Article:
In the embodiments described above, a navigation system architecture was described that included end user computing platforms distributed throughout a geographic region that accessed a remotely located navigation services provider. This is only one type of architecture upon which embodiments of the present invention can be implemented. For example, the driving profile program can be implemented on standalone navigation systems that are not connected to a remotely located server. The driving profile program can also be implemented on hybrid systems that use some geographic data stored locally as well as other geographic data stored remotely.
In these other types of navigation systems, the driving profile program functions in a similar manner. For example, in a standalone navigation system, data about the end user's driving activity are stored locally in the end user's navigation system. After a period of time, a report is provided to the end user about his/her driving activity. Suggestions about timesaving modifications may also be provided. These suggestions may not take into account traffic conditions or the activities of other drivers if data about these are not available.
According to an alternative, driving history data may be transmitted from a standalone navigation system to a remotely located navigation services provider for use in the driving profile program. According to another alternative, traffic data and data about other drivers may be transmitted to the standalone navigation system.
According to still another embodiment, the driving profile program may be implemented without a navigation server. Instead, the end users' computing platforms may operate the driving profile program as a peer-to-peer system. According to this alternative, the end user computing platforms exchange information with each other about traffic conditions and/or each other's driving activity.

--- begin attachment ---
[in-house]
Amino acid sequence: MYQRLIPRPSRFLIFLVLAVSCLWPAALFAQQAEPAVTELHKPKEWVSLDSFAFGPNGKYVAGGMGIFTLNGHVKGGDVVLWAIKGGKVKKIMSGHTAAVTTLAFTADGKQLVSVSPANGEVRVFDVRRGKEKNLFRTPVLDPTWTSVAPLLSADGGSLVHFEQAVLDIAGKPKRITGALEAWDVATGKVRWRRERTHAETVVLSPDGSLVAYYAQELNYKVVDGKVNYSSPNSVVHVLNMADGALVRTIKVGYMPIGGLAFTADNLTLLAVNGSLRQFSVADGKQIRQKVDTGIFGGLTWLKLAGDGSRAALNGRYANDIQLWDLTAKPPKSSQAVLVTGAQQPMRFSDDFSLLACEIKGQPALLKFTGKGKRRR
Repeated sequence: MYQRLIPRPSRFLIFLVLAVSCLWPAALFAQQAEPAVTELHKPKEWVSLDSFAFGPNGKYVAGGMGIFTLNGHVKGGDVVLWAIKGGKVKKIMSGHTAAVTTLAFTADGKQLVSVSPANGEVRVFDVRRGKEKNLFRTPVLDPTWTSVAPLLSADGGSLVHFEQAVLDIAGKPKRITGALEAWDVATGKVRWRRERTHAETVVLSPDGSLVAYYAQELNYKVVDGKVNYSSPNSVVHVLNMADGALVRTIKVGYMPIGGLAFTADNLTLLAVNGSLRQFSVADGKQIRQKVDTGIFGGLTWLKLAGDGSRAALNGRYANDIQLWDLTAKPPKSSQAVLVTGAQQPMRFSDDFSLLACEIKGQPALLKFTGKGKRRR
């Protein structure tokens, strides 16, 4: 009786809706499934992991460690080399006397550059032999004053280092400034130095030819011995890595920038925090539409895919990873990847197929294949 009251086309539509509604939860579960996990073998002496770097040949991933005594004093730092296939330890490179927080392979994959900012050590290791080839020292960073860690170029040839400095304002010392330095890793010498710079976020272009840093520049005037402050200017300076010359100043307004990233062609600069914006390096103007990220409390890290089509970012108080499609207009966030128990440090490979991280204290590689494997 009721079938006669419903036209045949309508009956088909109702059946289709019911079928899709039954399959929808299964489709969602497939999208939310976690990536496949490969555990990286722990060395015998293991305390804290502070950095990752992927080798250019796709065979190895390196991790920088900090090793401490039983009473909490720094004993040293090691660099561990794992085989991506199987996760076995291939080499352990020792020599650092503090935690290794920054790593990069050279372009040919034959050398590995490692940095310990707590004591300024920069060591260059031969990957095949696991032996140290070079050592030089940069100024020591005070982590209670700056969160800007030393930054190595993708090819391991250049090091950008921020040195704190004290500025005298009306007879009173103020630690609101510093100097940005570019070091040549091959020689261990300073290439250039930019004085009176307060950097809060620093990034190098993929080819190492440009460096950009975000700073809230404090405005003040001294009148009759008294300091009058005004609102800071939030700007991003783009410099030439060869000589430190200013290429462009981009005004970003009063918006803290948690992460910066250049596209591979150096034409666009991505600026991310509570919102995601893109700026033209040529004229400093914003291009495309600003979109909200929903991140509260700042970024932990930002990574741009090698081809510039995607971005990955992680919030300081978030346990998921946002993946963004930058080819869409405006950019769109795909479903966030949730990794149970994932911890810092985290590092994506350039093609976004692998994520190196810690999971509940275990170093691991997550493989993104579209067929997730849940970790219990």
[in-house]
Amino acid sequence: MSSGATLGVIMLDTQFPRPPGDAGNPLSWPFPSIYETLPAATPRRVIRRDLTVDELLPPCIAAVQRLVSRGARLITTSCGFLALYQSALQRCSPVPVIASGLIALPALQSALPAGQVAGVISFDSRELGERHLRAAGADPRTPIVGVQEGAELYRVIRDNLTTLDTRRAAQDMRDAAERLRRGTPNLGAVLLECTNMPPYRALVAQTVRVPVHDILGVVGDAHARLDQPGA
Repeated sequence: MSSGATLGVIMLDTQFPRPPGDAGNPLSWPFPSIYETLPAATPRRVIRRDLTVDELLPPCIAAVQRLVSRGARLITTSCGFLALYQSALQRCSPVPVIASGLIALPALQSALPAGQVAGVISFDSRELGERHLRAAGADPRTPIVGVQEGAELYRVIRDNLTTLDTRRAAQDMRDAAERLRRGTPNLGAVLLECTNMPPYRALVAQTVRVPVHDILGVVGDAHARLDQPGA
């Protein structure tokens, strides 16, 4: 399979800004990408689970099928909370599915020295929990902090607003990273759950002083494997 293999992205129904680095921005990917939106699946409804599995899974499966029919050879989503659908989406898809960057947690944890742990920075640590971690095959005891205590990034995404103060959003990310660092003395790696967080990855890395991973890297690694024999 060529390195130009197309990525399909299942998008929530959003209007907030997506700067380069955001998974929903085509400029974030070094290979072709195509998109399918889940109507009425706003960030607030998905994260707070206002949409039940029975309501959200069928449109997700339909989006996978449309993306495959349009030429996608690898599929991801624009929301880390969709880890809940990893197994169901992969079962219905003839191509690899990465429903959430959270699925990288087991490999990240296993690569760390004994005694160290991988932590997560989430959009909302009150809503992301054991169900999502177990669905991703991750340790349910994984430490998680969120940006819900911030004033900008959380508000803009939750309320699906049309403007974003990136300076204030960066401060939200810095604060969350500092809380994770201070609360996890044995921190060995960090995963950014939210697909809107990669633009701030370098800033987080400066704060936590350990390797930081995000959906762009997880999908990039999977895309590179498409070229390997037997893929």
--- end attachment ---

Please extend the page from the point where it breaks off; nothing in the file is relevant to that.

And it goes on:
In another alternative embodiment, the driving profile program may be implemented as an application on a personal computer. According to this alternative, the end user may enter data about his/her driving activity from his/her own personal recollection or notes. Alternatively, the end user's navigation system may store data about the end user's driving activity and then these data can be transferred from the data storage of the navigation system to the end user's personal computer. The data about the end user's driving activity may also be stored on a personal digital assistant.
B. Other Alternatives
According to another alternative, the report generated by the driving profile program could show general navigation system usage. For example, out of total miles driven during a month, the report would show the percentage of the time that the navigation system had been turned on or used. Additional information that can be collected include the percentage of the time that a destination has been used and the percentage of destinations that are or are not in the database.
Fuel usage might also be a part of the report.
In some of the embodiments described above, the driving profile program provided an end user with a report that described the end user's driving activity over a period of time and provided the end user with suggestions about modifying his/her driving activity in order to save time and/or expense. In an alternative embodiment, an end user may choose to receive a report that only describes his/her driving activity over a period of time without including any suggestions about possible modifications of the end user's driving activity. The information about the end user's driving activity over a period of time is valuable by itself and the end user may use this information to change his/her driving activities on his/her own. Alternatively, an end user may choose to receive a report that does not include a description of his/her driving activity over a period of time but instead only includes suggested possible modifications of his/her driving activity.
The driving profile program provides advantages beyond those available with prior navigation systems. With the driving profile program, an end user is provided with information that may make many trips unnecessary.
It is intended that the foregoing detailed description be regarded as illustrative rather than limiting and that it is understood that the following claims including all equivalents are intended to define the scope of the invention.
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|U.S. Classification||701/540, 705/80, 701/25, 705/404, 340/994, 701/24, 73/178.00R, 725/74, 701/424|
|International Classification||G08G1/123, G09B29/10, G01C21/00, G01C21/34, G09B29/00, G08G1/137|
|Cooperative Classification||G06Q50/188, G01C21/3484, G08G1/20|
|European Classification||G08G1/20, G01C21/34C4, G06Q50/188|
|May 13, 2004||AS||Assignment|